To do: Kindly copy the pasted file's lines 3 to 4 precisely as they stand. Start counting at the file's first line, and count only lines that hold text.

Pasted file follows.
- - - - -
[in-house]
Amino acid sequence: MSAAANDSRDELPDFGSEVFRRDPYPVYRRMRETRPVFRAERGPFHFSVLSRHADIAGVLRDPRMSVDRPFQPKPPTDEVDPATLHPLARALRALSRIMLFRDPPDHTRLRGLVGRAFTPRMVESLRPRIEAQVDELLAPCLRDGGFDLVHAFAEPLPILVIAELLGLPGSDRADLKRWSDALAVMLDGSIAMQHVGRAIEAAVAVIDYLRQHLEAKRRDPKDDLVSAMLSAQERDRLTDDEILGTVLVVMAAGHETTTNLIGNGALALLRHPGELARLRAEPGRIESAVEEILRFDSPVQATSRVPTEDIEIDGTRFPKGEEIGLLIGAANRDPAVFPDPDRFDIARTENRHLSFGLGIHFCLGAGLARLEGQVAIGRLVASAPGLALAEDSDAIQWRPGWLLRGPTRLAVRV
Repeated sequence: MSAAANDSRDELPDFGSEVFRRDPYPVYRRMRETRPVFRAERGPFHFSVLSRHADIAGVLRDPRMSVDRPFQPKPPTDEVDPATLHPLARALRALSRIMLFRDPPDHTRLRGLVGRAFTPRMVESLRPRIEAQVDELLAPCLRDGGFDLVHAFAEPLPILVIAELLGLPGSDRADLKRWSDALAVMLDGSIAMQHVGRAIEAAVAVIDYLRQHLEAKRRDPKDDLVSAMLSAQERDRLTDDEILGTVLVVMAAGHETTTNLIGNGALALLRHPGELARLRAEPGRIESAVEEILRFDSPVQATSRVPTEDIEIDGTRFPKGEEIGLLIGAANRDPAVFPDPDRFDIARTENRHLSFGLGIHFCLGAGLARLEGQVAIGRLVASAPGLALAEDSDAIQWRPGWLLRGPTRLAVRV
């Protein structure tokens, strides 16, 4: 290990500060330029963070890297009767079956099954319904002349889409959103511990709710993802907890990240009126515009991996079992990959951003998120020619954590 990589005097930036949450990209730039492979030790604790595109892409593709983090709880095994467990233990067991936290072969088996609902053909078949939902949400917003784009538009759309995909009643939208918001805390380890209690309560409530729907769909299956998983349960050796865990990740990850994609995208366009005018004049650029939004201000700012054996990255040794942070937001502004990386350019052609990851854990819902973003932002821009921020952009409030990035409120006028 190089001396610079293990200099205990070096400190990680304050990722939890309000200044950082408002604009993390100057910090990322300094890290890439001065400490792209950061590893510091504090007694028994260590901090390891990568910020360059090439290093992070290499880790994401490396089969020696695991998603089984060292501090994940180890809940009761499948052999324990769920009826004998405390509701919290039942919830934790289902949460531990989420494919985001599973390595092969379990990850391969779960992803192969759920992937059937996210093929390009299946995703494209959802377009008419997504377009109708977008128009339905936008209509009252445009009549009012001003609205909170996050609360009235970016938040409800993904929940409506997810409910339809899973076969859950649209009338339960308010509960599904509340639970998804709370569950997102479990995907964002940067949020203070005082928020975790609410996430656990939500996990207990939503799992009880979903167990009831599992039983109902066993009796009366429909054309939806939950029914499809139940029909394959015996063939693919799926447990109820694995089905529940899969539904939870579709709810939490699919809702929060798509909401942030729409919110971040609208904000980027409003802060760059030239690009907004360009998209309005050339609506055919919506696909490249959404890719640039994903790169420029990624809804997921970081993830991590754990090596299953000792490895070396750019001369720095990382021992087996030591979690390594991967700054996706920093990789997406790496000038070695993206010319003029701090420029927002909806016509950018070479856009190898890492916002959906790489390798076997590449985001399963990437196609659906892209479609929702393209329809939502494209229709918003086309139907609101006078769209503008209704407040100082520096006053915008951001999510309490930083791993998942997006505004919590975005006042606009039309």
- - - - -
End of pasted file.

Repeated sequence: MSAAANDSRDELPDFGSEVFRRDPYPVYRRMRETRPVFRAERGPFHFSVLSRHADIAGVLRDPRMSVDRPFQPKPPTDEVDPATLHPLARALRALSRIMLFRDPPDHTRLRGLVGRAFTPRMVESLRPRIEAQVDELLAPCLRDGGFDLVHAFAEPLPILVIAELLGLPGSDRADLKRWSDALAVMLDGSIAMQHVGRAIEAAVAVIDYLRQHLEAKRRDPKDDLVSAMLSAQERDRLTDDEILGTVLVVMAAGHETTTNLIGNGALALLRHPGELARLRAEPGRIESAVEEILRFDSPVQATSRVPTEDIEIDGTRFPKGEEIGLLIGAANRDPAVFPDPDRFDIARTENRHLSFGLGIHFCLGAGLARLEGQVAIGRLVASAPGLALAEDSDAIQWRPGWLLRGPTRLAVRV
């Protein structure tokens, strides 16, 4: 290990500060330029963070890297009767079956099954319904002349889409959103511990709710993802907890990240009126515009991996079992990959951003998120020619954590 990589005097930036949450990209730039492979030790604790595109892409593709983090709880095994467990233990067991936290072969088996609902053909078949939902949400917003784009538009759309995909009643939208918001805390380890209690309560409530729907769909299956998983349960050796865990990740990850994609995208366009005018004049650029939004201000700012054996990255040794942070937001502004990386350019052609990851854990819902973003932002821009921020952009409030990035409120006028 190089001396610079293990200099205990070096400190990680304050990722939890309000200044950082408002604009993390100057910090990322300094890290890439001065400490792209950061590893510091504090007694028994260590901090390891990568910020360059090439290093992070290499880790994401490396089969020696695991998603089984060292501090994940180890809940009761499948052999324990769920009826004998405390509701919290039942919830934790289902949460531990989420494919985001599973390595092969379990990850391969779960992803192969759920992937059937996210093929390009299946995703494209959802377009008419997504377009109708977008128009339905936008209509009252445009009549009012001003609205909170996050609360009235970016938040409800993904929940409506997810409910339809899973076969859950649209009338339960308010509960599904509340639970998804709370569950997102479990995907964002940067949020203070005082928020975790609410996430656990939500996990207990939503799992009880979903167990009831599992039983109902066993009796009366429909054309939806939950029914499809139940029909394959015996063939693919799926447990109820694995089905529940899969539904939870579709709810939490699919809702929060798509909401942030729409919110971040609208904000980027409003802060760059030239690009907004360009998209309005050339609506055919919506696909490249959404890719640039994903790169420029990624809804997921970081993830991590754990090596299953000792490895070396750019001369720095990382021992087996030591979690390594991967700054996706920093990789997406790496000038070695993206010319003029701090420029927002909806016509950018070479856009190898890492916002959906790489390798076997590449985001399963990437196609659906892209479609929702393209329809939502494209229709918003086309139907609101006078769209503008209704407040100082520096006053915008951001999510309490930083791993998942997006505004919590975005006042606009039309």